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A mixed-type intraductal papillary mucinous neoplasm of the pancreas with a histologic combination of gastric and pancreatobiliary subtypes in a 70-year-old woman: a case report



Intraductal papillary mucinous neoplasms are rare papillary pancreatic neoplasms arising from major pancreatic ducts, characterized by duct dilation and mucin secretion. They comprise approximately 1% of all exocrine neoplasms and are classified according to their anatomical sites into main duct-type, branch duct-type, and mixed-type intraductal papillary mucinous neoplasms. Histological examination plays a crucial role in distinguishing and classifying intraductal papillary mucinous neoplasms into gastric, intestinal, pancreatobiliary, and oncocytic subtypes.

Case presentation

We present the case of a 70-year-old Syrian woman who was admitted to our hospital due to an intermittent epigastric pain accompanied by diarrhea and weight loss with a recent diagnosis of diabetes mellitus. Following clinical, laboratory, and radiological examination, distal pancreatectomy involving the body and the tail of the pancreas was performed. Interestingly, histological examination of the resected specimens revealed the diagnosis of a mixed-type intraductal papillary mucinous neoplasm with a unique combination of gastric and pancreatobiliary subtypes.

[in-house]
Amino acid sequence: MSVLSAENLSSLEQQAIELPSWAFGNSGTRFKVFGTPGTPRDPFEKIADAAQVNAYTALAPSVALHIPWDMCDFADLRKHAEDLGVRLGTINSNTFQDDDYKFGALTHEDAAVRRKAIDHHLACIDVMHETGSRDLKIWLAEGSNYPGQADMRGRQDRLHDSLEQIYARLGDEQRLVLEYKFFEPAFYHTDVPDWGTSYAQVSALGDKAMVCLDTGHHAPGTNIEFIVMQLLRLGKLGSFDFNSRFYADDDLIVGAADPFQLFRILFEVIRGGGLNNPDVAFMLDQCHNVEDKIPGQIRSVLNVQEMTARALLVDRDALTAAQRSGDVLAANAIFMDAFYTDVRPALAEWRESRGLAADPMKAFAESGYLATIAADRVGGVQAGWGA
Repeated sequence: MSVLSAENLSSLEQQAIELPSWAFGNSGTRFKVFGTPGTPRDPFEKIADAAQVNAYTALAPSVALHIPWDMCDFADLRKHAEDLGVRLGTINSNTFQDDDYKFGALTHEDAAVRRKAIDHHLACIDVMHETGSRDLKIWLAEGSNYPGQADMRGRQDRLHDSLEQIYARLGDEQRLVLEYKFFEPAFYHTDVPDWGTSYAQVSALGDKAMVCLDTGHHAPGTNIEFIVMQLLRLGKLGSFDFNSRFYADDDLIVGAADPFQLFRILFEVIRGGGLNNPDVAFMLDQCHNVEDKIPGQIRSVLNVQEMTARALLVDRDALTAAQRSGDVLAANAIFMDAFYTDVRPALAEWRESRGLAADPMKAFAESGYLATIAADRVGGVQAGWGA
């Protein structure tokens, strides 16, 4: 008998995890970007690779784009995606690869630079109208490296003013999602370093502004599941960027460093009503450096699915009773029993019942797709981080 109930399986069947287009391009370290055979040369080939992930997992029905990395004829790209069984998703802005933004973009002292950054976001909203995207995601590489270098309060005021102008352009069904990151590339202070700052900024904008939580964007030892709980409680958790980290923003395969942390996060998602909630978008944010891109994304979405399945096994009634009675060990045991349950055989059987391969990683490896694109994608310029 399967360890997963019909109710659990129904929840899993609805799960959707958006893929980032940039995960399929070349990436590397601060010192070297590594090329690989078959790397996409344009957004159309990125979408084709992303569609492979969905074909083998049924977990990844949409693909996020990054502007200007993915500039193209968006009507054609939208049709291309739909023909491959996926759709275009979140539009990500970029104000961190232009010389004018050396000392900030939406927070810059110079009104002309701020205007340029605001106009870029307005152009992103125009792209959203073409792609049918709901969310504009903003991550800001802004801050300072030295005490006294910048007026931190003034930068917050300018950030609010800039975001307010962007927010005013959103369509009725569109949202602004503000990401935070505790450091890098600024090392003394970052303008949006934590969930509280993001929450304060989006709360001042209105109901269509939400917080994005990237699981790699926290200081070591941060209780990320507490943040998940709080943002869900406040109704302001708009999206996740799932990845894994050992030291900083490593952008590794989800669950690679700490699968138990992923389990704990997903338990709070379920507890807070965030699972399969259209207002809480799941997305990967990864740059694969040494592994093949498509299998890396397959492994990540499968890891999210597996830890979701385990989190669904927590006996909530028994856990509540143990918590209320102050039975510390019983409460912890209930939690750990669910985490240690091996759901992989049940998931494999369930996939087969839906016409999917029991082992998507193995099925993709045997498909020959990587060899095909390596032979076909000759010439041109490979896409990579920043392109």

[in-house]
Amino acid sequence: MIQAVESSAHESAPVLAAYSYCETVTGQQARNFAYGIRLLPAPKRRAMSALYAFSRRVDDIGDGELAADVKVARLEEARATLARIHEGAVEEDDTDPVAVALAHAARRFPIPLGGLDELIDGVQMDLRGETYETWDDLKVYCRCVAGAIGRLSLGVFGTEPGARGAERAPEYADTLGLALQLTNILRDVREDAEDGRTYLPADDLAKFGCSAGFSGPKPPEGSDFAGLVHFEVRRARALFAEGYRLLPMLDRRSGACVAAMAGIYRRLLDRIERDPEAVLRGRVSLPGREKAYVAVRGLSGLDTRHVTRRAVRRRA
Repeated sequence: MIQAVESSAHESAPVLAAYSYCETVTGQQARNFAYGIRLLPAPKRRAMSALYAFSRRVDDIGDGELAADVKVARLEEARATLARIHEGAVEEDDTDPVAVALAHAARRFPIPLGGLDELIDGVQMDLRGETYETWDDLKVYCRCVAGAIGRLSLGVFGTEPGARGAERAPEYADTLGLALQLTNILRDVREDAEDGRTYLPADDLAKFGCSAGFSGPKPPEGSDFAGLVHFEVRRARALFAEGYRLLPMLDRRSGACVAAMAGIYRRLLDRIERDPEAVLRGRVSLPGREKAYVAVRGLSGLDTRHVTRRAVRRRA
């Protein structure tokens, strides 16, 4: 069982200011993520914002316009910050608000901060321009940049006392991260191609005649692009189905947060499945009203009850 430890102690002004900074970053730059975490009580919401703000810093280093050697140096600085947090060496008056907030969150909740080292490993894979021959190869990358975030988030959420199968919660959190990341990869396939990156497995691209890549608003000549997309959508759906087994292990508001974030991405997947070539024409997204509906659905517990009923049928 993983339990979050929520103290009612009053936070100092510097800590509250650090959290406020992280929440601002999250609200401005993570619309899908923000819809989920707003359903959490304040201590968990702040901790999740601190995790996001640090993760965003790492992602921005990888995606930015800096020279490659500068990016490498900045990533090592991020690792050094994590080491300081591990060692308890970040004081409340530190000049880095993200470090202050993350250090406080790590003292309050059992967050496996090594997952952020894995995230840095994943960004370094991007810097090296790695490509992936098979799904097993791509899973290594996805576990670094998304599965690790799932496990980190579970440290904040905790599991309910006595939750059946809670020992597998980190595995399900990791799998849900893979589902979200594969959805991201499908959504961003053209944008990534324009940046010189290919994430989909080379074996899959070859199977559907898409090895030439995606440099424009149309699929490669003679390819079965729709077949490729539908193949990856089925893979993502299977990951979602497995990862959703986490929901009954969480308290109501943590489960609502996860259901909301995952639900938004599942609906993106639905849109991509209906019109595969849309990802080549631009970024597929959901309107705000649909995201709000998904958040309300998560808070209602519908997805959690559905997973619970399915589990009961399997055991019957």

To the best of our knowledge, the combination of multiple histological subtypes of intraductal papillary mucinous neoplasms has been recorded in a few studies with reference to the challenging histological detection. Herein, we report a rare case with a significant histological combination, highlighting the difficulties in differential diagnosis due to the absence of ancillary techniques, with a brief review on diagnostic methods, histological characteristics and surgical recommendations.